This works well for made-to-order (MTO) or made-to-stock (MTS) products that need to be made individually or in a few small batches. Many small businesses start out with job shop manufacturing, but over time and as technology allows, there can be room for automation at some of the stations rather than human workers. Machines can certainly help with the efficiency and output of job shop manufacturing.

Industries that use job shop manufacturing include:

  • Printing and newspapers
  • Footwear and wearable consumer goods
  • Defense and aerospace

4. Continuous Manufacturing

Similarly to repetitive manufacturing, continuous manufacturing, as the name implies, is a constant process that runs without delay or hold time — often for 24 hours a day. Like repetitive manufacturing, continuous manufacturing is good for creating large quantities of product — the biggest difference between the two processes is the types of materials being used.

 While repetitive manufacturing uses solid components, continuous manufacturing instead uses slurries, powders, liquids, and gasses to create products. This means that continuous manufacturing is often used for industries that don’t create consumer goods, but instead create things like pharmaceuticals and medications, power and energy, or chemical components.

The difference in material components requires different machines and safety standards, but even with the change in raw material, there is still a need for high outputs. This is why continuous manufacturing doesn’t stop or slow down for things like shift changes or changeover.

Industries that use continuous manufacturing include:

  • Mining
  • Pharmaceutics
  • Power stations and oil refining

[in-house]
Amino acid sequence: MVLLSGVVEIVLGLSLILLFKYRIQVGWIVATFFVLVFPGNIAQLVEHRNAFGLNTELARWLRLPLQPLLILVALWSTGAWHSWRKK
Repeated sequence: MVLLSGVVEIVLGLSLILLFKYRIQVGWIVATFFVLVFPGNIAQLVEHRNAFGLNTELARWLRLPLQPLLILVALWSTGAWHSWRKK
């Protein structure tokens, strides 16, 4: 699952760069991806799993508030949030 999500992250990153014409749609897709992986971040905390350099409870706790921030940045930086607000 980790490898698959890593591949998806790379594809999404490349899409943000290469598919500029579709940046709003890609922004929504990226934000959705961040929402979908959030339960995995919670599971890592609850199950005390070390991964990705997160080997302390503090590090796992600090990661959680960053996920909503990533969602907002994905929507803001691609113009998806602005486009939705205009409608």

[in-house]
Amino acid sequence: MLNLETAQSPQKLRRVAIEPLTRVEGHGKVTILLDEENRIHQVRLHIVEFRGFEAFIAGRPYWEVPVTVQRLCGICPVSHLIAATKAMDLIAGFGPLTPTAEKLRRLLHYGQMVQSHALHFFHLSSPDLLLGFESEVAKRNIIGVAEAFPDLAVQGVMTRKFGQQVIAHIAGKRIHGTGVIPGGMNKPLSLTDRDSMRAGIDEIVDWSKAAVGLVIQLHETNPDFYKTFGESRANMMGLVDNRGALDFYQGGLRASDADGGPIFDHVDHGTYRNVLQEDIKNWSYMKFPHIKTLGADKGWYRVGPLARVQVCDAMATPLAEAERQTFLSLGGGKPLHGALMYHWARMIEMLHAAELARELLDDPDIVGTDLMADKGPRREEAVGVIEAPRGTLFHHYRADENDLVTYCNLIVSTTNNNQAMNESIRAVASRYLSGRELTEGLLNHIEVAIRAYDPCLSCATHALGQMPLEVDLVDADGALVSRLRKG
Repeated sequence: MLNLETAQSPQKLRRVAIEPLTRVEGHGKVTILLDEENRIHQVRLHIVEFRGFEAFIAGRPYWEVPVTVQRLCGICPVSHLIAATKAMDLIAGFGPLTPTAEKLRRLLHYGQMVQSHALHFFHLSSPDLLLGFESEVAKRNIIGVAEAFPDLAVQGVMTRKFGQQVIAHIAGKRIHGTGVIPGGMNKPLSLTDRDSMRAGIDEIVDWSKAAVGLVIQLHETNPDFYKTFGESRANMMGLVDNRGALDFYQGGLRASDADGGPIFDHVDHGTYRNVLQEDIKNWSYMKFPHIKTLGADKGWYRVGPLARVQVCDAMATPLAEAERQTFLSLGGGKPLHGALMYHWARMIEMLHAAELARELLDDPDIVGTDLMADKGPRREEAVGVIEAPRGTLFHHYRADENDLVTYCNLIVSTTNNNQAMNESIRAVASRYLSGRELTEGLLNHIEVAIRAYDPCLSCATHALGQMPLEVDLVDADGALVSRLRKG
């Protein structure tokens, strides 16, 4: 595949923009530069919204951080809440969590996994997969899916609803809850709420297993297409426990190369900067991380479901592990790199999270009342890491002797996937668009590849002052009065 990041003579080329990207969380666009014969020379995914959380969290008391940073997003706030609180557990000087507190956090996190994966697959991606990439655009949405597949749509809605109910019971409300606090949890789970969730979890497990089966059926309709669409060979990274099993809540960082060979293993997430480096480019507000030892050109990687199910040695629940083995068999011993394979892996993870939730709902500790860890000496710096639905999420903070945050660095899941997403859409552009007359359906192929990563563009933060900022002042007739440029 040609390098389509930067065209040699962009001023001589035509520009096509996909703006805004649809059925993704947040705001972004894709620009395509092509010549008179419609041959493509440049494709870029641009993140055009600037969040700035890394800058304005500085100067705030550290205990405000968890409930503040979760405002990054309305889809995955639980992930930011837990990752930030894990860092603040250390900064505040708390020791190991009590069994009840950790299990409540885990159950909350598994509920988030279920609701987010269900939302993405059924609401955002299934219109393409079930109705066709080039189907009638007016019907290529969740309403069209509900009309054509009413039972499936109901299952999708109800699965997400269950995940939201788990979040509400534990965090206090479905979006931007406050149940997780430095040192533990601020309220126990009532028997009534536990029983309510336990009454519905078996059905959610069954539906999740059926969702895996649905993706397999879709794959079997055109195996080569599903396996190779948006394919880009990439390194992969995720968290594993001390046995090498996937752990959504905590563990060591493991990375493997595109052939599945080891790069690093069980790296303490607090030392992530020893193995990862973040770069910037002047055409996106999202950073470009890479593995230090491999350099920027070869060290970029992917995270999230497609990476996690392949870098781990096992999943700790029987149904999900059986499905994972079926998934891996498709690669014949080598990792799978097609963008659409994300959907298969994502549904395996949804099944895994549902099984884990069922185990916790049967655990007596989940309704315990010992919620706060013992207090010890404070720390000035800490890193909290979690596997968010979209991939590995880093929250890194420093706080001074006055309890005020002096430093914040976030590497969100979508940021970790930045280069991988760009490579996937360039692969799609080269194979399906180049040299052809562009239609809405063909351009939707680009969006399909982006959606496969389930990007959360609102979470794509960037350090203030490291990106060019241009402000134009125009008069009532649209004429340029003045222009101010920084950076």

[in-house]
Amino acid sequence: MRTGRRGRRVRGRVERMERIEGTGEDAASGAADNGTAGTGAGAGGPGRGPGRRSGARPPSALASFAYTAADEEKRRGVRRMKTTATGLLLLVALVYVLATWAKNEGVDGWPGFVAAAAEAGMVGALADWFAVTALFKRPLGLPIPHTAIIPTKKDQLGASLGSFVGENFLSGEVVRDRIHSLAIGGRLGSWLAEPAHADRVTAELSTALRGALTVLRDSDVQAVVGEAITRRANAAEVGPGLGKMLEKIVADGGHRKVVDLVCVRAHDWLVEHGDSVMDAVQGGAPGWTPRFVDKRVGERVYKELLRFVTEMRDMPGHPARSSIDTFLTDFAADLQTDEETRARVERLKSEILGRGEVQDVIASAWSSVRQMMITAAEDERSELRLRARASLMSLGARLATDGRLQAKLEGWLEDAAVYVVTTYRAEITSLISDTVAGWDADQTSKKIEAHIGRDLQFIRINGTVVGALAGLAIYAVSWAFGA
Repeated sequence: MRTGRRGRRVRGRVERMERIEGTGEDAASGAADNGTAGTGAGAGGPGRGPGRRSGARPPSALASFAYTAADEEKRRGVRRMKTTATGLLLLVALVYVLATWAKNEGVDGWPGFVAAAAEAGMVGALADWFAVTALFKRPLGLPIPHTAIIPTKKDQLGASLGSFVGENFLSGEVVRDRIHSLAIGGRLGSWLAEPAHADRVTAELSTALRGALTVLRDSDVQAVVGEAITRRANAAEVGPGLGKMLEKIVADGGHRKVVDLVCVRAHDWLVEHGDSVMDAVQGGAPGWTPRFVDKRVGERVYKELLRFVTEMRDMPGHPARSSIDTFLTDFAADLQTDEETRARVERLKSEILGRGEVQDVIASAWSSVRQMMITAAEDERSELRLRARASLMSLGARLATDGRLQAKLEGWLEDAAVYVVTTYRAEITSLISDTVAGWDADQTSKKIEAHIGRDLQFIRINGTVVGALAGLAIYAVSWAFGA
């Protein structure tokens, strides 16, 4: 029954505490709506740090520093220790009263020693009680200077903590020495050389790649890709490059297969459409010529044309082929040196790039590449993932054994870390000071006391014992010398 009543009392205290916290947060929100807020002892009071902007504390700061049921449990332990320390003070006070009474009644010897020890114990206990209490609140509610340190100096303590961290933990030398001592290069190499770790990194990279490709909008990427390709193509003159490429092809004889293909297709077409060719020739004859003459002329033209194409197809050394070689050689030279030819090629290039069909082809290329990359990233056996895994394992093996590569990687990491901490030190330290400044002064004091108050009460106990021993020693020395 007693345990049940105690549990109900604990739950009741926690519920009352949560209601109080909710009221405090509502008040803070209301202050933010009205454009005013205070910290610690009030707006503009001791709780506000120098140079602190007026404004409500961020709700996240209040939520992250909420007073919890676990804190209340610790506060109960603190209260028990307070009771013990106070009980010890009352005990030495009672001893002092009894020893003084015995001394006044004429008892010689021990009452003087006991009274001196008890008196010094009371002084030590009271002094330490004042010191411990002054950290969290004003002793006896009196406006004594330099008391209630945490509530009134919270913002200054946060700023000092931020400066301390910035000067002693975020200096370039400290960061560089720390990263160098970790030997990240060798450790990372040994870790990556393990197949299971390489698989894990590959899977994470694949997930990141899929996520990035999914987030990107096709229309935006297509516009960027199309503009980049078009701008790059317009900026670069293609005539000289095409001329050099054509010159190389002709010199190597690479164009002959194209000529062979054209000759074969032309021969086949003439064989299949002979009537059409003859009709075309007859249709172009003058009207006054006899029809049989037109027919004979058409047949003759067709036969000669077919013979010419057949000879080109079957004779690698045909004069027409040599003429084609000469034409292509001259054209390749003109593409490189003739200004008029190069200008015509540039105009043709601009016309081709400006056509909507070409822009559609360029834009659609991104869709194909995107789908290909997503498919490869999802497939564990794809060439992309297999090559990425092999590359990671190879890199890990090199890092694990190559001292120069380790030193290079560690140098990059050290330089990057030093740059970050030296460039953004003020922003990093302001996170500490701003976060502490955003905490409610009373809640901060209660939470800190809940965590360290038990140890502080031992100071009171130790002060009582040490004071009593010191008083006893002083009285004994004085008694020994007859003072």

5. Batch Manufacturing

Batch manufacturing is very different from repetitive and continuous manufacturing and is closer to the types of manufacturing found in discrete and job shop processes. Rather than being run constantly, machines in batch manufacturing might be left alone for periods of time and are only used when a new batch of products is required. However, similarly to continuous manufacturing, the materials used are liquids, slurries, and gasses.

Many businesses in the food and beverage industries use batch manufacturing to create edible goods as needed. It wouldn’t make sense to constantly run machines that create perishable goods, as it would lead to more waste and lost revenue. However, other industries still use the same methodology and only run their machines as needed to avoid waste. During the downtime, machines are cleaned and maintained until their next use.

Industries that use batch manufacturing include:

  • Food and beverage
  • Pharmaceuticals

Wrapping it Up

Understanding the different types of manufacturing processes can help you learn which methodology works best for you, and how to manage your production lines more effectively. When you have an idea of what style of manufacturing is right for your business, it’s much easier to organize your processes, establish new techniques, reduce waste with lean manufacturing principles, and increase your production output.

As a manufacturer, you want to ensure that your production process is optimized and creates a consistent final product. The manufacturing industry as a whole can work to improve its production rate and make advancements that benefit the customer — and help the supply chain move smoothly. As customer demand increases, the need for automation and greater production means that businesses should evaluate the benefits of tools like machine monitoring. Try Amper’s machine monitoring solution free for 30 days.